I mean, there have been the occasional surges of rage—just a few days ago I stopped myself from throwing eggs at my child. Clearly that wouldn’t have been the best strategy for teaching a child to listen to her mother and help out. But the point is, I realized that and breathed until my thoughts were back under control. And we had the eggs for breakfast this morning.

For a couple of weeks this summer we stayed with my parents-in-law, which was a fairly triggering affair. But at each tricky moment, again, I breathed through it, cultivated compassion for the offender, and didn’t have a single outburst. And, yes, that is a record.

So, what’s going on? Full disclosure (which deflates my zen master bubble somewhat), my lamotrigine dose is finally at a therapeutic level. But it makes me feel rather powerless to attribute my successes to chemistry alone. Surely meditation and mindfulness training along with a healthy dose of Buddhist principles are the primary source of my newfound self control? Maybe something just clicked, and all my preparations found a place in my behavior?

I suppose it’s most likely that it’s a little of both: my medication has taken the heat out, so I’m comfortable enough to let things go.  I’m free to be downright cheerful and much less a victim of my own fears. And I’m experiencing something of a personal creative renaissance with big (for me) plans to actively seek out a gallery for representation.

In short, I feel great—for the moment. And I’m trying not to think about the shaky ground I’m on, the fact that my moods can and do regularly pull the rug out from underneath me. For now, I truly do feel better than I have for decades.

Belonging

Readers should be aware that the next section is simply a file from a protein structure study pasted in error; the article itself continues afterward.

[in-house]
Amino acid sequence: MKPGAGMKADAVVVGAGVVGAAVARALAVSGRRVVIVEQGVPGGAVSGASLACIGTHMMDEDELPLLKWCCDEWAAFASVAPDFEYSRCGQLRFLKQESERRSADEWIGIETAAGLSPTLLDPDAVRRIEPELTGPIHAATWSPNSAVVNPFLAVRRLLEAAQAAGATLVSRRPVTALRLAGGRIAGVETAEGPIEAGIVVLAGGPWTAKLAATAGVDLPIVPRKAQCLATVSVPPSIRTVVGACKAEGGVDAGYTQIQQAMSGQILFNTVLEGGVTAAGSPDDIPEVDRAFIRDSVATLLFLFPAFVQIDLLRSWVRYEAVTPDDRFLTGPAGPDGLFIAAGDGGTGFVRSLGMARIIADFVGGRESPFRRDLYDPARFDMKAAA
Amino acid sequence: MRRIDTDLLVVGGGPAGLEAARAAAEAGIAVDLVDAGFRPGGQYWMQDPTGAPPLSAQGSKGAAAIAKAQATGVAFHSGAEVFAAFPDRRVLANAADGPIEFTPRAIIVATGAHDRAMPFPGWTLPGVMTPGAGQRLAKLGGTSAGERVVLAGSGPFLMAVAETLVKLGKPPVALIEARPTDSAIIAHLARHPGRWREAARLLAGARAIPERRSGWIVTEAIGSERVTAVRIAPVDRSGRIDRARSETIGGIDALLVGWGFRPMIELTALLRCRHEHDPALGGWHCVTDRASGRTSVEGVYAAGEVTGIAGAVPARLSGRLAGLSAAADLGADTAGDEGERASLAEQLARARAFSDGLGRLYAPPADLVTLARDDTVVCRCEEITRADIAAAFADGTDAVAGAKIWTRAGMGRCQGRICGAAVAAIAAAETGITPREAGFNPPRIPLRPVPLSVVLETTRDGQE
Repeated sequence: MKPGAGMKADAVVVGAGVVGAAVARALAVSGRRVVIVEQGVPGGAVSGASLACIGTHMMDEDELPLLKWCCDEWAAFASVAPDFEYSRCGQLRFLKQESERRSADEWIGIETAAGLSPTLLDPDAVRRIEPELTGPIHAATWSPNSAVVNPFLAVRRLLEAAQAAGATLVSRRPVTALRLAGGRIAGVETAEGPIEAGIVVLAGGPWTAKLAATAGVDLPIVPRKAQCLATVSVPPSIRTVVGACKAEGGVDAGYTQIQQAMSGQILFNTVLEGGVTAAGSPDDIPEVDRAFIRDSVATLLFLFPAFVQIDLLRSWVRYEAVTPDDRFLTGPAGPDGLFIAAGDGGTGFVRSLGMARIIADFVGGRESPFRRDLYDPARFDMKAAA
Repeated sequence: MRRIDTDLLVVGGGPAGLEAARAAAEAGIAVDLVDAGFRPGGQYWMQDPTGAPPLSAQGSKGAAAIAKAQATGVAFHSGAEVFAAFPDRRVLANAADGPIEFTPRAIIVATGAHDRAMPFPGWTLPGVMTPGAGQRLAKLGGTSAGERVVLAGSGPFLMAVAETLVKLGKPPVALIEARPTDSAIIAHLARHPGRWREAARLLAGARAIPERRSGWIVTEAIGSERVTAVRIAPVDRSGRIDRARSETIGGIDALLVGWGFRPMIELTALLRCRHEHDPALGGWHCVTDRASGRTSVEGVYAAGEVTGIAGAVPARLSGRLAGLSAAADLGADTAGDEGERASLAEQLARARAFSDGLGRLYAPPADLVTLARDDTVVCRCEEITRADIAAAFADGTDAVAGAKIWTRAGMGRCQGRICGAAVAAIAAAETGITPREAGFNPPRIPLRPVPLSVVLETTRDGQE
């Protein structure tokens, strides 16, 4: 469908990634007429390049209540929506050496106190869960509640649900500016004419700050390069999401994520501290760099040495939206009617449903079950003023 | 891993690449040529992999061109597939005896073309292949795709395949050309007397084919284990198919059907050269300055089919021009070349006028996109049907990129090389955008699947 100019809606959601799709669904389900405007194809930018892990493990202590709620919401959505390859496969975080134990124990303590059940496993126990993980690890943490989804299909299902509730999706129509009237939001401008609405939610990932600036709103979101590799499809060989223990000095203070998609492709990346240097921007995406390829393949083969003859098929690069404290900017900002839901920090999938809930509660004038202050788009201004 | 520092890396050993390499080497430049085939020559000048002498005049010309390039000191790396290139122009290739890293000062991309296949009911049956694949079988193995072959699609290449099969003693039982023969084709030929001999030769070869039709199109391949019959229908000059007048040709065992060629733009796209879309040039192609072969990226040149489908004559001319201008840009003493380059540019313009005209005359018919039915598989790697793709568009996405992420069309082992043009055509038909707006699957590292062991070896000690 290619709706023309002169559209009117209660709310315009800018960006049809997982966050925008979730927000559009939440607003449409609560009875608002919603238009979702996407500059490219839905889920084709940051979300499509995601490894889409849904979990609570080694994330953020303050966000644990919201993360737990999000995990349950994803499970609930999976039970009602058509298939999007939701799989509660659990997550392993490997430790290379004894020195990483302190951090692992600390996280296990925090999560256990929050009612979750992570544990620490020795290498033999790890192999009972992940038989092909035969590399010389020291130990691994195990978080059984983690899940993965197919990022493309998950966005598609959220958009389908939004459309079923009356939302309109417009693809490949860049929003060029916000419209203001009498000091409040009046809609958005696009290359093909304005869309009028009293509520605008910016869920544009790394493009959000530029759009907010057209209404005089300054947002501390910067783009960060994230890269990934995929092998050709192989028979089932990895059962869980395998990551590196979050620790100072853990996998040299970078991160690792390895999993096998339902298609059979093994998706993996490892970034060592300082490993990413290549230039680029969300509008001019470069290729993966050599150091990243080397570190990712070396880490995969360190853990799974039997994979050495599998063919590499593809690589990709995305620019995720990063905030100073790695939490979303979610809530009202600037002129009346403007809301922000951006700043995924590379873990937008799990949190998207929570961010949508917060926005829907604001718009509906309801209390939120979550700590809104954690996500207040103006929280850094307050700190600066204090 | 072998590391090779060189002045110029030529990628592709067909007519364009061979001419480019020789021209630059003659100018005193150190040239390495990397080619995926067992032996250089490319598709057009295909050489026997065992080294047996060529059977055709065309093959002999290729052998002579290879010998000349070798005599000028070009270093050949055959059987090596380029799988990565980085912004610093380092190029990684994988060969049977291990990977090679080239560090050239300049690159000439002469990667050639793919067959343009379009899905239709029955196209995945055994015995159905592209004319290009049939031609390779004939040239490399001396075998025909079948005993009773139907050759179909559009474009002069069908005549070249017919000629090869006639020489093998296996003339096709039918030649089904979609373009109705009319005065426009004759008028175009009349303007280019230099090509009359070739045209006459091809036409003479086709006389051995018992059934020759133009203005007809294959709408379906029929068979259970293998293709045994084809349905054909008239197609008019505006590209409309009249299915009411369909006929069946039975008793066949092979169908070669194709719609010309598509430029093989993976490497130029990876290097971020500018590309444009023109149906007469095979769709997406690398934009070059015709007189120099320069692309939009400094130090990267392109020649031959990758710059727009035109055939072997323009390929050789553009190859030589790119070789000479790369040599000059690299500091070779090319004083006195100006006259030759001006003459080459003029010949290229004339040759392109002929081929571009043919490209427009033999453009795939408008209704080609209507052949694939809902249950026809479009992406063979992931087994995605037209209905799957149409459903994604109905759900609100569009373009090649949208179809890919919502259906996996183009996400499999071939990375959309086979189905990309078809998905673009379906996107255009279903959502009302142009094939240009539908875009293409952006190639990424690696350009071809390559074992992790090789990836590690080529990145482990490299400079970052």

I am preoccupied with thoughts of my eldest child. But hers is not my story to tell, so I’ll talk about Sunny and belonging—two topics which, on the surface, seem completely unrelated.

Sunny is my most fussy chicken. She’s a fancy French breed with a noisy call and five toes and feathered feet. She reminds me a bit of a country music star—yodeling, fringed, and spangled.

The days are lengthening, so Sunny is trying to make her unfertilized eggs hatch. She has spent three days cooped up in the nesting boxes, taking only a few minutes each day to scarf down some peas, gargle some water, and shout at the other girls, who are not so shaken up by their hormones. Today, I locked her out of her nesting box for the morning, and returned to the chicken yard to find that she had flown the coop—into the children’s play yard.

I can only say that I am incredibly grateful that my fence is so high, so that nobody could watch the spectacle of me trying to round up a temperamental, broody hen. In short, she’s back in the chicken yard, the nesting boxes are open for service again, and I have no idea what I will find when I next make it through the orchard to chat with the chickens.